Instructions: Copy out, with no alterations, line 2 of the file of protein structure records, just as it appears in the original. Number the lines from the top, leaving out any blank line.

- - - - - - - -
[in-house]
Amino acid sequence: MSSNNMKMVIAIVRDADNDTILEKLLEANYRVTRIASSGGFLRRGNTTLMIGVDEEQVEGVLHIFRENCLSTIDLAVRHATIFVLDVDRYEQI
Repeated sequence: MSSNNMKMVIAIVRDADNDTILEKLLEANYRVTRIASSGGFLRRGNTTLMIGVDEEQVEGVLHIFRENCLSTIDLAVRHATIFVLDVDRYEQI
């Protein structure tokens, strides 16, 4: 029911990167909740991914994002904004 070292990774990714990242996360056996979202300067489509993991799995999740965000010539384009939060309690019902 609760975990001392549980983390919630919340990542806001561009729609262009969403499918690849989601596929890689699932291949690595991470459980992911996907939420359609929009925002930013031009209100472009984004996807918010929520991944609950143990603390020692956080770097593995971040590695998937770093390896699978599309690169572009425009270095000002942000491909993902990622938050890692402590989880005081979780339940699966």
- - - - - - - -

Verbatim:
Amino acid sequence: MSSNNMKMVIAIVRDADNDTILEKLLEANYRVTRIASSGGFLRRGNTTLMIGVDEEQVEGVLHIFRENCLSTIDLAVRHATIFVLDVDRYEQI